In October 2013, Stanton noticed that many of Jenkins' orders were not up to date. For example, orders that had been complete since June 2013 had not been updated to reflect this status and thus appeared as past-due in Focus. At the time, Jenkins was still keeping track of her orders through handwritten notes on pieces of paper or post-it notes that she kept in a folder at her desk. On October 28 and 29, 2013, Stanton asked Jenkins to update her past-due orders by November 1, 2013.

         Jenkins concedes that she did not have all of her past-due orders current by November 1. She explained: “I did most of them, but there were certain ones that I did not have any ranges for, and so there was no way that I could do them if I did not have a range and a serial number.” (Doc. No. 30-2, Pl.'s Dep. at 52.)[2] Stanton asked her again on November 1 and November 5 to update her past-due orders; on November 5, Stanton gave Jenkins a list detailing which orders needed to be brought current and removed from Focus. As of November 6, Jenkins still had not updated all of the orders. She received a written warning related to this event on November 6, 2013, notifying her that she was underperforming and specifically directing her to “keep [her] orders current” and also to keep up with the other tasks she was expected to perform. (Doc. No. 30-5, at 1.)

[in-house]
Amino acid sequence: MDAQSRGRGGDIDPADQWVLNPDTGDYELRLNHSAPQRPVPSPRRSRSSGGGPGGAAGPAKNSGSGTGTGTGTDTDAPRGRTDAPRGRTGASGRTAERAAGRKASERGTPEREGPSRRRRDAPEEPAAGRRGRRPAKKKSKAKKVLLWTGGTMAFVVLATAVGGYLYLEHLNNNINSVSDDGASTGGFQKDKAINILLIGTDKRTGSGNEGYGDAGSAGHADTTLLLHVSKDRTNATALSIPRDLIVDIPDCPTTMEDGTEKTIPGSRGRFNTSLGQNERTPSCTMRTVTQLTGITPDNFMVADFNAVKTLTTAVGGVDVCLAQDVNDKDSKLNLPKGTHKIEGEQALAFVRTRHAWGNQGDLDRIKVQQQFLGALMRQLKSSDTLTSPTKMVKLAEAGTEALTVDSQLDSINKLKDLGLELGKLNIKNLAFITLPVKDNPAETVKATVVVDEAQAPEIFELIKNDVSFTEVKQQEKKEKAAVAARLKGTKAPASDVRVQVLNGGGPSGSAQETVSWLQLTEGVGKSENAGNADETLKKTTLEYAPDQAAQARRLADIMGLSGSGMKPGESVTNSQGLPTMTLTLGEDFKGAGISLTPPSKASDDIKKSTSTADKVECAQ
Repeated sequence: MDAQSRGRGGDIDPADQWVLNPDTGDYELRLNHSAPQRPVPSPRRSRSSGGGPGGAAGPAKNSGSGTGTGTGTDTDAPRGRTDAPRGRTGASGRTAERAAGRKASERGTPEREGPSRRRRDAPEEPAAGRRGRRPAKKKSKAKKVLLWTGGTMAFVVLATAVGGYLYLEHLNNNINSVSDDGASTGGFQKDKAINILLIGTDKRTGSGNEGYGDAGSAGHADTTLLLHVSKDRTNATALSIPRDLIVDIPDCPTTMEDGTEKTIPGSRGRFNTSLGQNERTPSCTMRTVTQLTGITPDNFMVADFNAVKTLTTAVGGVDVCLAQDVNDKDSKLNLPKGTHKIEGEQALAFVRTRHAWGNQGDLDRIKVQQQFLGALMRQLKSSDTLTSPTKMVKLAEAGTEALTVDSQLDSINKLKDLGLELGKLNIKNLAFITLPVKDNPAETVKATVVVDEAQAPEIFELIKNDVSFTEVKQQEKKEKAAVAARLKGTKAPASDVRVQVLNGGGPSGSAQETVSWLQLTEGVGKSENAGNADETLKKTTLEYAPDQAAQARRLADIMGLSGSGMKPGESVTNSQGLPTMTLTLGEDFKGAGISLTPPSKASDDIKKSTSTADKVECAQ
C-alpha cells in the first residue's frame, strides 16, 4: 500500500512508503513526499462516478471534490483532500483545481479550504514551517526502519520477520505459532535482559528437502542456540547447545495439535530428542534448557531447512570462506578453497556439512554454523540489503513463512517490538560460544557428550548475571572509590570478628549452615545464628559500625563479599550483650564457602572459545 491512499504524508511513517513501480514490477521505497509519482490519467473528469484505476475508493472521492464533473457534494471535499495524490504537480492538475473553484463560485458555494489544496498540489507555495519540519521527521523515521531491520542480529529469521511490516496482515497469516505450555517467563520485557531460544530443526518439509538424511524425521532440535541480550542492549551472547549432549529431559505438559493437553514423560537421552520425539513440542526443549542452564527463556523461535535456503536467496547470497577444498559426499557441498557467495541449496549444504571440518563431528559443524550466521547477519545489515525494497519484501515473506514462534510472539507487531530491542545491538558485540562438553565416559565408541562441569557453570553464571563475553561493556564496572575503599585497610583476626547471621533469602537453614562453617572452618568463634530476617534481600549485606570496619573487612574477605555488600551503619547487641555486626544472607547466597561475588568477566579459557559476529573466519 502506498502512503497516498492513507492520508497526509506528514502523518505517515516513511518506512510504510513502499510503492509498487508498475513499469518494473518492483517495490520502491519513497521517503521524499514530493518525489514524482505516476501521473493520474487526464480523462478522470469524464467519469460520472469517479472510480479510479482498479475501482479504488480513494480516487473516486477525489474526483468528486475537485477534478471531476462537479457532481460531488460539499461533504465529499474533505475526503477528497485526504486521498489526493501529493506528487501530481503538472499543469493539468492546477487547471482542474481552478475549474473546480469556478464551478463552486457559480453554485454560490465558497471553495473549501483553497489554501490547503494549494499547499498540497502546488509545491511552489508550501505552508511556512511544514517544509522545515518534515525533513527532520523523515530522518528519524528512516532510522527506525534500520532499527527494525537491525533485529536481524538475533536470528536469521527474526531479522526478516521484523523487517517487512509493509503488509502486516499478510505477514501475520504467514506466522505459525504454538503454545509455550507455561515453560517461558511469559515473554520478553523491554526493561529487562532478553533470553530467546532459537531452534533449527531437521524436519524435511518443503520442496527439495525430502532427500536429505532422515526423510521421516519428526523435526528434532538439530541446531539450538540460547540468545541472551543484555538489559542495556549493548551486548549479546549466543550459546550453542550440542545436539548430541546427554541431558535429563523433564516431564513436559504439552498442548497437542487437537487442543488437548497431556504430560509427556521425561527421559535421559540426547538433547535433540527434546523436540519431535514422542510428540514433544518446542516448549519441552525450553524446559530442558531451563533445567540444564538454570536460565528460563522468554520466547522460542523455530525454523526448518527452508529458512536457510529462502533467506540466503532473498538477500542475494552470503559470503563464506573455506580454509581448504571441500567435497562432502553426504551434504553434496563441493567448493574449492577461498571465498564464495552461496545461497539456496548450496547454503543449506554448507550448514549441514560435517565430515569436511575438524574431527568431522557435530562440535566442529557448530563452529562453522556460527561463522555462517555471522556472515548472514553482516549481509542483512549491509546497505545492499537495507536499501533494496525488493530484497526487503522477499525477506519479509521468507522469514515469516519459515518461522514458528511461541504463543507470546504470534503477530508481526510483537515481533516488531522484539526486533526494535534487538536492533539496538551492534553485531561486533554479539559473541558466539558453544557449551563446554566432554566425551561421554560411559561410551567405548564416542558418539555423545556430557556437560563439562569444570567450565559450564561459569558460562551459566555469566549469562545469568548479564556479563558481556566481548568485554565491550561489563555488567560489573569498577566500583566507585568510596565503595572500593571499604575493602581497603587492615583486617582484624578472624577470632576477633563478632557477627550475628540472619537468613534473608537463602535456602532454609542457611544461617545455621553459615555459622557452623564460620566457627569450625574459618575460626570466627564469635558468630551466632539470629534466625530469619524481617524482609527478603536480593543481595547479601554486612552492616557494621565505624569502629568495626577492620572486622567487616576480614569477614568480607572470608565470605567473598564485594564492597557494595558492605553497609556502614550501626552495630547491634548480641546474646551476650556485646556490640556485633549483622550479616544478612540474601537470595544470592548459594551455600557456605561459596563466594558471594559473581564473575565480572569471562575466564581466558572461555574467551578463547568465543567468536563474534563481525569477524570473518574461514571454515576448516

As early as June 2013, Terzo had noticed significant discrepancies in the financials on scrap units, including between the reported scrap figures and the actual figures. He learned that Jenkins was responsible for reporting the scrap numbers and discovered that she was not regularly reporting up-to-date numbers, which he concluded was causing many of the discrepancies. (Doc. No. 30-1, Terzo Decl. ¶ 5.) The November 6 written warning also specifically notified Jenkins that she needed to keep her scrap reporting current. (Doc. No. 30-5, at 1.)